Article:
Threats against employees of the U.S. Environmental Protection Agency have spiked 50 percent this year, according to an investigation by the News4 I-Team.
Agents with EPA’s Office of Inspector General have launched at least 70 investigations into threats against EPA employees in 2017, including a surge of threats against agency Administrator Scott Pruitt.
None of the threats resulted in injury, according to investigators, but the threats have been deemed legitimate risks to the safety and well-being of some agency employees, including those at EPA headquarters at Federal Triangle in Washington, D.C.
U.S. & World
Stories that affect your life across the U.S. and around the world.
"I do feel we’ve prevented acts of violence through our investigations. I feel very confident we have," said EPA assistant inspector general for investigations Patrick Sullivan.
Sullivan said the agency often touches on politically sensitive issues, which can inspire angry responses. “Sometimes people are mentally ill," he said. "Sometimes they're members of radical groups on the left side of the political spectrum or the right side. Sometimes they're members of domestic terrorism organizations."
EPA provides its own internal security for staffers and agency officials. Those efforts are supplemented by investigators with the agency’s inspector general. The federal agents are armed and trained at the federal law enforcement training center.
Officials who spoke with the I-Team said an increase in threats against agency Administrator Scott Pruitt, who has overseen high-profile policy changes at the EPA, is responsible for some of the sharp increase in cases in 2017.
An EPA spokeswoman said the agency does not comment on security or threats against the administrator.
Some of the threat cases targeted the agency’s former administrator, Gina McCarthy, according to the I-Team report. Court filings from prosecutors said former EPA employee Barbara Jordan is awaiting trial for sending an email threatening to murder McCarthy and other colleagues. According to the filings, Jordan wrote that she was outside a hotel and that "i am going to murder those (expletive).... and i hope they drop dead like flies.” She's pleaded not guilty.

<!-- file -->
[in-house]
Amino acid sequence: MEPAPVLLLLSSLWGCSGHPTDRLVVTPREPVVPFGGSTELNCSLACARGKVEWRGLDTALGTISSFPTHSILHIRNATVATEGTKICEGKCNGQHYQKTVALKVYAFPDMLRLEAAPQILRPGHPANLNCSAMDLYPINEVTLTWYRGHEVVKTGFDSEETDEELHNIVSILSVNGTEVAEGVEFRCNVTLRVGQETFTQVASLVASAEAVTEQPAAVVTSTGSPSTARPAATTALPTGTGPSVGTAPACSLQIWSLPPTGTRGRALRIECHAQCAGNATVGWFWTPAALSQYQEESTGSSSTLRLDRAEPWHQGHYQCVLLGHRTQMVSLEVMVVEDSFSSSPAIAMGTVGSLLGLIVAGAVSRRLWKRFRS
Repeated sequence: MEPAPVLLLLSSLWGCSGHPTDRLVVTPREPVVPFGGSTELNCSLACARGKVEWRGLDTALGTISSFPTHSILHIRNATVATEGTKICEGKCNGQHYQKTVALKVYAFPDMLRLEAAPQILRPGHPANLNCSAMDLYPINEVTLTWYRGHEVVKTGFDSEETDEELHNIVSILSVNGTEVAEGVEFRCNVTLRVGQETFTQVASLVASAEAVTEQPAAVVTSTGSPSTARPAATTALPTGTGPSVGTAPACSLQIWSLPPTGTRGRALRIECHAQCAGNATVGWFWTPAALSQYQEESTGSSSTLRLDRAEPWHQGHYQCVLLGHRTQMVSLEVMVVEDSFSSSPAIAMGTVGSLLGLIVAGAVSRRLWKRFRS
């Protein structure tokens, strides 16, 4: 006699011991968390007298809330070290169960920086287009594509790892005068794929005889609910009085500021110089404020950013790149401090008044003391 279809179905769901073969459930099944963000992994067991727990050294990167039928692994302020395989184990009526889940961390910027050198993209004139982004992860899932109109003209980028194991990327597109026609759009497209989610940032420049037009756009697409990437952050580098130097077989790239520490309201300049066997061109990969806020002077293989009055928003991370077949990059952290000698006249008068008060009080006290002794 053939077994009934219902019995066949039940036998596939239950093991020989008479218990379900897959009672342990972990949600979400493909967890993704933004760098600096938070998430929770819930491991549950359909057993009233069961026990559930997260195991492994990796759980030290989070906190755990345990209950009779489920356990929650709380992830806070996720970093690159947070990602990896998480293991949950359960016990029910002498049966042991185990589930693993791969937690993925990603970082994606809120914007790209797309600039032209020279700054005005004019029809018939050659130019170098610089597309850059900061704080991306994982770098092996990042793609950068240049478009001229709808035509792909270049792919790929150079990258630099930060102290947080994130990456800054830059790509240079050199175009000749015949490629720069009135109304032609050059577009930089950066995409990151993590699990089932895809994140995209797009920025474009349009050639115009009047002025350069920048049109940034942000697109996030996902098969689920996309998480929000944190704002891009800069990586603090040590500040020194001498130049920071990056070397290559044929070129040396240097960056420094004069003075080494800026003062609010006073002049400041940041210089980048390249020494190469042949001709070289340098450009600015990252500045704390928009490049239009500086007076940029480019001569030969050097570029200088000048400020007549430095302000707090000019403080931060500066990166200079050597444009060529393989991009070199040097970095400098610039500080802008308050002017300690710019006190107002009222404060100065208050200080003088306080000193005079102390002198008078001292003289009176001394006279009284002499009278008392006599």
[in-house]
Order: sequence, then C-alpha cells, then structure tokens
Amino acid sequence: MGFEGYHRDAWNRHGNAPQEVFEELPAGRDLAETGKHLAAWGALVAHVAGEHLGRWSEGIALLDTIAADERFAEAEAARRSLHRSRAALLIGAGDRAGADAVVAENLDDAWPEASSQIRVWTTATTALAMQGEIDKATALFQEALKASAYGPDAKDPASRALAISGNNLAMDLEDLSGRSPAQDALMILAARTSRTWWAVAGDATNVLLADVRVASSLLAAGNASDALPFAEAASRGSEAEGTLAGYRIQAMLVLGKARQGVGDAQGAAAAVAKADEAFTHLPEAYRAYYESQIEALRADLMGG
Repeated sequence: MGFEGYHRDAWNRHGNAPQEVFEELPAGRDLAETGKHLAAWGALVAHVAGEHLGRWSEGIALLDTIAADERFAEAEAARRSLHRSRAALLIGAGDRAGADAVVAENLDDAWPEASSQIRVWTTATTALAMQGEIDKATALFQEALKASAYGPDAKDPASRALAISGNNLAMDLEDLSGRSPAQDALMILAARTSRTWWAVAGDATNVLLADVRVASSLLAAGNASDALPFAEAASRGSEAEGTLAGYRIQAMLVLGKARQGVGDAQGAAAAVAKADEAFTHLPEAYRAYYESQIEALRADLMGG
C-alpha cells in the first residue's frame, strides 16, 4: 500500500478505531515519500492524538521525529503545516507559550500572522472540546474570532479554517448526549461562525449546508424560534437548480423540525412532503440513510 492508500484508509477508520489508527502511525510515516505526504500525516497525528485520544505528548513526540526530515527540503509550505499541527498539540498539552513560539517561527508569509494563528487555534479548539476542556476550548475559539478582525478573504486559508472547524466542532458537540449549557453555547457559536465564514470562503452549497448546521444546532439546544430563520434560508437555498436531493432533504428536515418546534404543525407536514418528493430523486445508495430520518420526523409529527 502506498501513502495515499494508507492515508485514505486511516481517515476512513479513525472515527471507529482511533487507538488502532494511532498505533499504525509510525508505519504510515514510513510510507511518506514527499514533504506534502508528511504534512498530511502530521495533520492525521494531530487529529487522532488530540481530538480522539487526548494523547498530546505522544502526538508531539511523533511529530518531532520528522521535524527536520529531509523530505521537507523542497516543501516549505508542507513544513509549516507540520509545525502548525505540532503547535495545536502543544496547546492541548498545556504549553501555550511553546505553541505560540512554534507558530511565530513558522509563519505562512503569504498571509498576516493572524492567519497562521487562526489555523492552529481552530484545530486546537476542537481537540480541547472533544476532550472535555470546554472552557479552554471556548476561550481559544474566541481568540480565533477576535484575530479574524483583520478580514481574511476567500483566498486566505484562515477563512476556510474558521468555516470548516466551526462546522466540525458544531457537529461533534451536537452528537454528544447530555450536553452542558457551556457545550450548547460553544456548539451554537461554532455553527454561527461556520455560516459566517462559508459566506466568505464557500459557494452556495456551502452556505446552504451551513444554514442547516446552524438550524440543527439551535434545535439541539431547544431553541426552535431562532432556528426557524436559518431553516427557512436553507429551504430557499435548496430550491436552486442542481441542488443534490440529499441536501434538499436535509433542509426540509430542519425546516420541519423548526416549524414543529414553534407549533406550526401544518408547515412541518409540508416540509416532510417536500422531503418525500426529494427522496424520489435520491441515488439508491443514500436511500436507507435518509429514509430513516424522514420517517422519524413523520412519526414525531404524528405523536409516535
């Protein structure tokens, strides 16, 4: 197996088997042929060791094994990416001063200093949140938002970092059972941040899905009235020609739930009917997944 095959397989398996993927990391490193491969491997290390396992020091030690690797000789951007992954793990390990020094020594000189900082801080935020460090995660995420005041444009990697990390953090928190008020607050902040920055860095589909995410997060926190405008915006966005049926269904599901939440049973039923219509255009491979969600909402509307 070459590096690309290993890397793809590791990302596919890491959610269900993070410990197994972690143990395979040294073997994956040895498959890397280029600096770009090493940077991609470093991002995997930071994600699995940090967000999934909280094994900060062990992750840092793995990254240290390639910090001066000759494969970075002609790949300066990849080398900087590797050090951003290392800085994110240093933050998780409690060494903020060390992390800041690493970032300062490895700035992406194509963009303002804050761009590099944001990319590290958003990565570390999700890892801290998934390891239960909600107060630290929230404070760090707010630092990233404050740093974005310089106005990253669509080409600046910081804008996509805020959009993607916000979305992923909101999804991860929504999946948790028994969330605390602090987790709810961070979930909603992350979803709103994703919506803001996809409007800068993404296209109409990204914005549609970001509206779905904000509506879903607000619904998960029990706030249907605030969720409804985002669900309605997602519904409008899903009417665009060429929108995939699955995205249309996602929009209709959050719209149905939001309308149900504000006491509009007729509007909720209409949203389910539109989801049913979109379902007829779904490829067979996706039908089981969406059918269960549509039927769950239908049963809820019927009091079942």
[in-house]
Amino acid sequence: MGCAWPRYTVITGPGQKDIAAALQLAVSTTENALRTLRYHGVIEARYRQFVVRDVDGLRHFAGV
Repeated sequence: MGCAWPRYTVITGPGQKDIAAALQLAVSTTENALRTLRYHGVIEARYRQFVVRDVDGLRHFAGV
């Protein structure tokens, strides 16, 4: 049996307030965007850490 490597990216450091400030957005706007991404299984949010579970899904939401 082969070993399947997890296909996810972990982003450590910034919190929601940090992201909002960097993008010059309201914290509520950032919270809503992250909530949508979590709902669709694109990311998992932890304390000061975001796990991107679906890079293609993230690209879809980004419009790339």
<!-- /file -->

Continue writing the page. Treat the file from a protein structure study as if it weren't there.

According to a public report from the EPA Office of Inspector General, agents ordered a person banned from entering agency grounds in November 2016 for threatening EPA staff.
“In the email, the mentioned the harmful use of glyphosate and provided personal contact information," the report said. "During an interview at the individual’s home, an SKS assault rifle was found. The subject advised during the interview of having a mental illness (paranoid schizophrenia), and admitted to threatening McCarthy and other politicians for years via the internet.”
Several D.C.-area members of Congress said they would support a boost in funding for federal inspectors general to ensure the safety of federal workers.
"In a climate of intense anti-government hostility, federal employees like scientists and medical researchers face relentless political and bureaucratic attack," Rep. Jamie Raskin (D-Md.) said. "The inspectors general play a key role in protecting federal employees' rights and their ability to do their jobs."
"Civil servants work hard every day to serve the American people -– from caring for our veterans, to keeping our borders safe, to protecting our environment, to performing life-saving research," Sen. Chris Van Hollen (D-Md.) said. "We must ensure they have a work environment free from threats and intimidation, and I’m committed to ensuring agencies have the resources needed to keep their employees safe."
"It's critical that inspectors general have the independence and resources necessary to carry out effective oversight of their agencies, especially threats against federal employees," Rep. Gerry Connolly (D-Va.) said.
Reported by Scott MacFarlane, produced by Rick Yarborough, and shot and edited by Steve Jones.